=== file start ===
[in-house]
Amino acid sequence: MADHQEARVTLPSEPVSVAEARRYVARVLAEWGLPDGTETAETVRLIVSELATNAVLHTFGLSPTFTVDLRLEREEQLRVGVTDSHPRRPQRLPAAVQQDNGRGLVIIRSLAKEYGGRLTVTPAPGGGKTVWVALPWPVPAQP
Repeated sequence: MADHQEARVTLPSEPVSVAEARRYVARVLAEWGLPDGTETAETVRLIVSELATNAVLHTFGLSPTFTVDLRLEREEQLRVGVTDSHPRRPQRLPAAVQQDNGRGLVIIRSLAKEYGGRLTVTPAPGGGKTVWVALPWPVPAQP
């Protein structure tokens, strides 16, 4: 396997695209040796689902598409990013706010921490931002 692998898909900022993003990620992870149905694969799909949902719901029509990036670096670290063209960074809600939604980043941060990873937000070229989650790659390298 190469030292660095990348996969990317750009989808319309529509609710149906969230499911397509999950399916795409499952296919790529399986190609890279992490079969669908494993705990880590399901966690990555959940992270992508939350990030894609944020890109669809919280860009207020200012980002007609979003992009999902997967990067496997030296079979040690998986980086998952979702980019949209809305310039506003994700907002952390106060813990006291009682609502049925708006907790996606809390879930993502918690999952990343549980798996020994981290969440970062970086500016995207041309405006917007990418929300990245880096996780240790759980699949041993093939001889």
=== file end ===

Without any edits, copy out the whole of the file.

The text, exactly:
[in-house]
Amino acid sequence: MADHQEARVTLPSEPVSVAEARRYVARVLAEWGLPDGTETAETVRLIVSELATNAVLHTFGLSPTFTVDLRLEREEQLRVGVTDSHPRRPQRLPAAVQQDNGRGLVIIRSLAKEYGGRLTVTPAPGGGKTVWVALPWPVPAQP
Repeated sequence: MADHQEARVTLPSEPVSVAEARRYVARVLAEWGLPDGTETAETVRLIVSELATNAVLHTFGLSPTFTVDLRLEREEQLRVGVTDSHPRRPQRLPAAVQQDNGRGLVIIRSLAKEYGGRLTVTPAPGGGKTVWVALPWPVPAQP
């Protein structure tokens, strides 16, 4: 396997695209040796689902598409990013706010921490931002 692998898909900022993003990620992870149905694969799909949902719901029509990036670096670290063209960074809600939604980043941060990873937000070229989650790659390298 190469030292660095990348996969990317750009989808319309529509609710149906969230499911397509999950399916795409499952296919790529399986190609890279992490079969669908494993705990880590399901966690990555959940992270992508939350990030894609944020890109669809919280860009207020200012980002007609979003992009999902997967990067496997030296079979040690998986980086998952979702980019949209809305310039506003994700907002952390106060813990006291009682609502049925708006907790996606809390879930993502918690999952990343549980798996020994981290969440970062970086500016995207041309405006917007990418929300990245880096996780240790759980699949041993093939001889």